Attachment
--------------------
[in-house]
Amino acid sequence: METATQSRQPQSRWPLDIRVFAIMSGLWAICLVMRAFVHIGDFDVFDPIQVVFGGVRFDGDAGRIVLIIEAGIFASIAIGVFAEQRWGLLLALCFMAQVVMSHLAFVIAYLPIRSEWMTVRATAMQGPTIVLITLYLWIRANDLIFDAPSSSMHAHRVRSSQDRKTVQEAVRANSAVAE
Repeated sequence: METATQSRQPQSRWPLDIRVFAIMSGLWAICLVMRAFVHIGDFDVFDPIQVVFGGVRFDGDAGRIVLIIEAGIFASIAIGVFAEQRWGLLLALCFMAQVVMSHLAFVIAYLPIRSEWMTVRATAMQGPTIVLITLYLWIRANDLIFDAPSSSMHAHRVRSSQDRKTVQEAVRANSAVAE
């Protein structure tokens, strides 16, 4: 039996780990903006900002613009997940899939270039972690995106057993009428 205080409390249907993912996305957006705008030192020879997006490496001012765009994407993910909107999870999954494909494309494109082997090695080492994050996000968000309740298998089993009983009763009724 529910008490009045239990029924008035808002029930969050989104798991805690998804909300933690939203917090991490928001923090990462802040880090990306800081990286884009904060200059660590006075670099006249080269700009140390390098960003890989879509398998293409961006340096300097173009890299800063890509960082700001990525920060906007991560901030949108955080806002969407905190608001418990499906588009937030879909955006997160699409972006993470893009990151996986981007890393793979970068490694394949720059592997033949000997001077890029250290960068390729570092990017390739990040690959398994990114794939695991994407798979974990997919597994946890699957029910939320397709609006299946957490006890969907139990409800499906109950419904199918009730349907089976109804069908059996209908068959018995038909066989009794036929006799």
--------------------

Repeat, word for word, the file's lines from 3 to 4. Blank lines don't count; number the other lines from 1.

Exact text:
Repeated sequence: METATQSRQPQSRWPLDIRVFAIMSGLWAICLVMRAFVHIGDFDVFDPIQVVFGGVRFDGDAGRIVLIIEAGIFASIAIGVFAEQRWGLLLALCFMAQVVMSHLAFVIAYLPIRSEWMTVRATAMQGPTIVLITLYLWIRANDLIFDAPSSSMHAHRVRSSQDRKTVQEAVRANSAVAE
């Protein structure tokens, strides 16, 4: 039996780990903006900002613009997940899939270039972690995106057993009428 205080409390249907993912996305957006705008030192020879997006490496001012765009994407993910909107999870999954494909494309494109082997090695080492994050996000968000309740298998089993009983009763009724 529910008490009045239990029924008035808002029930969050989104798991805690998804909300933690939203917090991490928001923090990462802040880090990306800081990286884009904060200059660590006075670099006249080269700009140390390098960003890989879509398998293409961006340096300097173009890299800063890509960082700001990525920060906007991560901030949108955080806002969407905190608001418990499906588009937030879909955006997160699409972006993470893009990151996986981007890393793979970068490694394949720059592997033949000997001077890029250290960068390729570092990017390739990040690959398994990114794939695991994407798979974990997919597994946890699957029910939320397709609006299946957490006890969907139990409800499906109950419904199918009730349907089976109804069908059996209908068959018995038909066989009794036929006799």